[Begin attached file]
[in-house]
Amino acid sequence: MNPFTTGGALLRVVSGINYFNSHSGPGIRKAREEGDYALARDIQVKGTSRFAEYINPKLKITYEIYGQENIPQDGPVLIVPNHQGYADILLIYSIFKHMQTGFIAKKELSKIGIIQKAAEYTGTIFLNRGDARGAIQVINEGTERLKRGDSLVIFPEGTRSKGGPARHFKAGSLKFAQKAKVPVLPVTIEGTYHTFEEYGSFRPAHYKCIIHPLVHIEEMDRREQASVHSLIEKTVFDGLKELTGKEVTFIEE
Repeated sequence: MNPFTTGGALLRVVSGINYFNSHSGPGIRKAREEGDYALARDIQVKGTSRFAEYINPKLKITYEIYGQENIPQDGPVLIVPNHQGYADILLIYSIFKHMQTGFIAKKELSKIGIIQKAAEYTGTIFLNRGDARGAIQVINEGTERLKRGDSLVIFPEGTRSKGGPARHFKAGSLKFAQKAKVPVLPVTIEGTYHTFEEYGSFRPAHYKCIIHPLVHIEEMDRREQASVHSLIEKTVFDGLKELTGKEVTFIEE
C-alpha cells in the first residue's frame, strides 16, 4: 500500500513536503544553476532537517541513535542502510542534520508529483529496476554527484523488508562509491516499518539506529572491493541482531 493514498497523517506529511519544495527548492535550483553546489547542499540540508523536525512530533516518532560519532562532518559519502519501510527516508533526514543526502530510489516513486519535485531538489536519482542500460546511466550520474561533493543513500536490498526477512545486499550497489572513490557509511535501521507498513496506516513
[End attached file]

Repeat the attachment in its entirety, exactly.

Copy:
[in-house]
Amino acid sequence: MNPFTTGGALLRVVSGINYFNSHSGPGIRKAREEGDYALARDIQVKGTSRFAEYINPKLKITYEIYGQENIPQDGPVLIVPNHQGYADILLIYSIFKHMQTGFIAKKELSKIGIIQKAAEYTGTIFLNRGDARGAIQVINEGTERLKRGDSLVIFPEGTRSKGGPARHFKAGSLKFAQKAKVPVLPVTIEGTYHTFEEYGSFRPAHYKCIIHPLVHIEEMDRREQASVHSLIEKTVFDGLKELTGKEVTFIEE
Repeated sequence: MNPFTTGGALLRVVSGINYFNSHSGPGIRKAREEGDYALARDIQVKGTSRFAEYINPKLKITYEIYGQENIPQDGPVLIVPNHQGYADILLIYSIFKHMQTGFIAKKELSKIGIIQKAAEYTGTIFLNRGDARGAIQVINEGTERLKRGDSLVIFPEGTRSKGGPARHFKAGSLKFAQKAKVPVLPVTIEGTYHTFEEYGSFRPAHYKCIIHPLVHIEEMDRREQASVHSLIEKTVFDGLKELTGKEVTFIEE
C-alpha cells in the first residue's frame, strides 16, 4: 500500500513536503544553476532537517541513535542502510542534520508529483529496476554527484523488508562509491516499518539506529572491493541482531 493514498497523517506529511519544495527548492535550483553546489547542499540540508523536525512530533516518532560519532562532518559519502519501510527516508533526514543526502530510489516513486519535485531538489536519482542500460546511466550520474561533493543513500536490498526477512545486499550497489572513490557509511535501521507498513496506516513